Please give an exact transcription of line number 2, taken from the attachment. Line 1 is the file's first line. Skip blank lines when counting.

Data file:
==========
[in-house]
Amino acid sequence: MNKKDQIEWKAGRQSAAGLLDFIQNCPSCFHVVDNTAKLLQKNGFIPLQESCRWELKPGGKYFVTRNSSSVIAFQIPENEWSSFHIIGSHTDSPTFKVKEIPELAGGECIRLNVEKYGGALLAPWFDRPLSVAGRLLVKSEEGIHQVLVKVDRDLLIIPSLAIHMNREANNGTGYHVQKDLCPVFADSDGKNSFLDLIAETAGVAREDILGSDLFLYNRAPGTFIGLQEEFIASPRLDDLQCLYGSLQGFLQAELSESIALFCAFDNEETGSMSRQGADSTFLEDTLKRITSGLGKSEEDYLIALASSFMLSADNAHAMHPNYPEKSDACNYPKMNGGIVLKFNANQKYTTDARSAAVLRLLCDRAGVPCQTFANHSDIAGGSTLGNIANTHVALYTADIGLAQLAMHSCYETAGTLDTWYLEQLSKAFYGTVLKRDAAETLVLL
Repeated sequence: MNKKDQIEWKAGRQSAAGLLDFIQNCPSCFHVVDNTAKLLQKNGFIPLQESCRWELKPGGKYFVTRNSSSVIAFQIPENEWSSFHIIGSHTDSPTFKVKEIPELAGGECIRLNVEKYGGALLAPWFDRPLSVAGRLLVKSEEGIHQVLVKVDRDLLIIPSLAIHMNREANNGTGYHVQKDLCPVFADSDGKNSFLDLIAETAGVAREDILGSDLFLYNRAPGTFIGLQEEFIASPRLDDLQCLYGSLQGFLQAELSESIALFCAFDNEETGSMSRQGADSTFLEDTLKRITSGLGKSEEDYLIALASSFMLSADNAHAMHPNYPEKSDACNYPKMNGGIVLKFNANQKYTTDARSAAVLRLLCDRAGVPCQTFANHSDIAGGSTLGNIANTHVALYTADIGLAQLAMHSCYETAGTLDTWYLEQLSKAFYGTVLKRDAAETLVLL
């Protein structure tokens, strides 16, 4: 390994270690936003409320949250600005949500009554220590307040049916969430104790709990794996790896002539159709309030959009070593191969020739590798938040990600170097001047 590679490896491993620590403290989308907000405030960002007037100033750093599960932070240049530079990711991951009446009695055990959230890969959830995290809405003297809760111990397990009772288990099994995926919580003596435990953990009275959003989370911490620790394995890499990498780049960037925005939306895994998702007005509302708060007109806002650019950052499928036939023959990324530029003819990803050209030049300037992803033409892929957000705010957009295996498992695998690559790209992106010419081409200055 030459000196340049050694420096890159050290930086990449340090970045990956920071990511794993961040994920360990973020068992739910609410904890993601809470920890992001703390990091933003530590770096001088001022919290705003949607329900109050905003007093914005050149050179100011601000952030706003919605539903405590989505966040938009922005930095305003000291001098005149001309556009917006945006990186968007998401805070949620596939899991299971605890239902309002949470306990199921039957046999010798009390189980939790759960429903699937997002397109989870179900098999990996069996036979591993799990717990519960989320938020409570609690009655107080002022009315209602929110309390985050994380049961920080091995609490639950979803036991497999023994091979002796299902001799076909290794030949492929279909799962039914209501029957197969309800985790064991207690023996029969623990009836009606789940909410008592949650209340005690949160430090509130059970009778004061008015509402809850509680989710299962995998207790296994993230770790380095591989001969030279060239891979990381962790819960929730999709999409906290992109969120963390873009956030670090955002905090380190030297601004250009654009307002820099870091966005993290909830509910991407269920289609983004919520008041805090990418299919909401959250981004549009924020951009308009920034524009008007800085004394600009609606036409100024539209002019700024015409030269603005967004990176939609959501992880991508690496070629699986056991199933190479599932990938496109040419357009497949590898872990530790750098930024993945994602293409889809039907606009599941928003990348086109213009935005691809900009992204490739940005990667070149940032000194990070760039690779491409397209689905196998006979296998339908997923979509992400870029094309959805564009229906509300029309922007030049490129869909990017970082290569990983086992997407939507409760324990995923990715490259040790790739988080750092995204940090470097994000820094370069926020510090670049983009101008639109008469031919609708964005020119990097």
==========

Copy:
Amino acid sequence: MNKKDQIEWKAGRQSAAGLLDFIQNCPSCFHVVDNTAKLLQKNGFIPLQESCRWELKPGGKYFVTRNSSSVIAFQIPENEWSSFHIIGSHTDSPTFKVKEIPELAGGECIRLNVEKYGGALLAPWFDRPLSVAGRLLVKSEEGIHQVLVKVDRDLLIIPSLAIHMNREANNGTGYHVQKDLCPVFADSDGKNSFLDLIAETAGVAREDILGSDLFLYNRAPGTFIGLQEEFIASPRLDDLQCLYGSLQGFLQAELSESIALFCAFDNEETGSMSRQGADSTFLEDTLKRITSGLGKSEEDYLIALASSFMLSADNAHAMHPNYPEKSDACNYPKMNGGIVLKFNANQKYTTDARSAAVLRLLCDRAGVPCQTFANHSDIAGGSTLGNIANTHVALYTADIGLAQLAMHSCYETAGTLDTWYLEQLSKAFYGTVLKRDAAETLVLL